The Endless City: Skyscraper concept connects all floors with dual ramps

The project received first place in the 2014 Organic Skyscraper competition.

Renderings courtesy of SURE Architecture
Renderings courtesy of SURE Architecture
August 11, 2014

The Endless City is a new skyscraper concept from London-based SURE Architecture that proposes exactly what it says on the tin: a building that is not an enclosure within the larger space of a city, but a continuation of that city.

Two ramps extend throughout the entire building, connecting all the floors in one continuous run, Architecture Lab reports. The project received first place in the 2014 Organic Skyscraper competition, held by SuperSkyScrapers.

"Rather than superimposing one floor on top of another without real continuity, our project is thought of as two endless ramps, rising gradually with a low gradient from the ground floor to the sky," said the architects in a statement. "There is no break anywhere; neither between the street level and the skyscraper, nor between the skyscraper floors themselves."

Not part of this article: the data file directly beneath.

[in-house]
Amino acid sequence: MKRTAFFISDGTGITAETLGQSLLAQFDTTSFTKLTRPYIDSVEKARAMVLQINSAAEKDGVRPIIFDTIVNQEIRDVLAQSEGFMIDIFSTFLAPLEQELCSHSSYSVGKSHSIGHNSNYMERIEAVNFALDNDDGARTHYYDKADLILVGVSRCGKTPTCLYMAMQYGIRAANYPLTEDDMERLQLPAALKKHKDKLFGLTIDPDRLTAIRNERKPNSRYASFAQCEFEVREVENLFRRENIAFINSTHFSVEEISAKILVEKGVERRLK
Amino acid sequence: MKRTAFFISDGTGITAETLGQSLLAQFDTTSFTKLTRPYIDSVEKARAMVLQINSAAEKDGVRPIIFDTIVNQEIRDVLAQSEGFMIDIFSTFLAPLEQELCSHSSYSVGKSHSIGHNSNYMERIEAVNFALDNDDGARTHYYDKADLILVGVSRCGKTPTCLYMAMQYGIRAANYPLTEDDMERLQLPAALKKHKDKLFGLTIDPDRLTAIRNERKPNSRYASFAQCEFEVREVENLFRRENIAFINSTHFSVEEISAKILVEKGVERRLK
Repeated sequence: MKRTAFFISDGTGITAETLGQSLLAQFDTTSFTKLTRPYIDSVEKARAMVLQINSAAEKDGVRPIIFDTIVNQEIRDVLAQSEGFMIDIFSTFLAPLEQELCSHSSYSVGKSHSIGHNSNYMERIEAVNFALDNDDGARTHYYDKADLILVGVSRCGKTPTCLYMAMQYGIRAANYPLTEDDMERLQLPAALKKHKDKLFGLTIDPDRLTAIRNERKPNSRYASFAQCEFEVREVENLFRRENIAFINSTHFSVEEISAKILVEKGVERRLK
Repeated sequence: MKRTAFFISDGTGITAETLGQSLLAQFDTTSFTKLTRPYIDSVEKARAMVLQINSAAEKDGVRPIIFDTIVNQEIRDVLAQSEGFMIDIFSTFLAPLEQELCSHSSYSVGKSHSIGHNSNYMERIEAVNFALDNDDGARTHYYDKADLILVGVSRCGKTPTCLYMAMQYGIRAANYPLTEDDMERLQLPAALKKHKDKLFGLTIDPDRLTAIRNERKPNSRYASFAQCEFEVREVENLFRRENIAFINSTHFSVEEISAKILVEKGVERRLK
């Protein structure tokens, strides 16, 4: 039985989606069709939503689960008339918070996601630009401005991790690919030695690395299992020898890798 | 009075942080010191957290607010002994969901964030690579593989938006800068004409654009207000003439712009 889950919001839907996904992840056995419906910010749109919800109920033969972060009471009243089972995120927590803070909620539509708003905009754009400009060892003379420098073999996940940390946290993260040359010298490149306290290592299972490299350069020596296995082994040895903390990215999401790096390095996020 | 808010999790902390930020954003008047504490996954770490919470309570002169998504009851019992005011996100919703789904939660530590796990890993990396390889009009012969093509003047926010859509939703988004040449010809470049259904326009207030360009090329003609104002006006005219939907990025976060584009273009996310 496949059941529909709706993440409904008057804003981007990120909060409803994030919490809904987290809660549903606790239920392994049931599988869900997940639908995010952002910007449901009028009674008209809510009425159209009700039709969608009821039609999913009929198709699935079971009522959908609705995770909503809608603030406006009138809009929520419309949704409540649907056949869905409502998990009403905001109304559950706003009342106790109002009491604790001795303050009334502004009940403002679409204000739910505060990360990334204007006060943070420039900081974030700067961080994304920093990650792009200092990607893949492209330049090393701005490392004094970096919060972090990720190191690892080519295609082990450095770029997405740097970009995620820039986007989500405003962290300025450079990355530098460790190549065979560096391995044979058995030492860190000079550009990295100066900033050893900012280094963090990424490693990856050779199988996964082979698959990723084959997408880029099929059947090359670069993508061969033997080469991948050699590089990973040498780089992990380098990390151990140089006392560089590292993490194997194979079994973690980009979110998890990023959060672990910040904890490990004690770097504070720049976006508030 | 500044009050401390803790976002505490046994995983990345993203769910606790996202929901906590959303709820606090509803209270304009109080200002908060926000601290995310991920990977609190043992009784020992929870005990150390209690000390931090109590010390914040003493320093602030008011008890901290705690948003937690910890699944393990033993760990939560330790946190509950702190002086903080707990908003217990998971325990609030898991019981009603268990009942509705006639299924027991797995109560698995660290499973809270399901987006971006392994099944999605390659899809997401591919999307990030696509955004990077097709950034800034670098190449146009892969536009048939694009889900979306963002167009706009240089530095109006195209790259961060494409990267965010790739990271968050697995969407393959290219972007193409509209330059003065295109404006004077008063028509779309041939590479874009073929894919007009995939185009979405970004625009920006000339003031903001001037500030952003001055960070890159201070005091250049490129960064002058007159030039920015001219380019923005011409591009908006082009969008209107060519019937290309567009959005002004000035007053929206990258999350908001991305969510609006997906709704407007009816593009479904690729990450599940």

When people enter the building, they will be greeted by continuous spatial concentrations, and the places where their eyes land will be guided by the architecture. In other words, the design is trying to change how people interact with both the architecture and each other. 

The ramps that extend throughout the skyscraper are irregular and lead to many different areas, such as commercial zones, technology zones, parks, auditoriums, and quiet areas. Multiple plazas, each with their own atmosphere, are meant to create high levels of pedestrian movement throughout the tower. 

The shape of the building is meant to minimize artificial lighting, ventilation, and cooling needs. 

 

         
 

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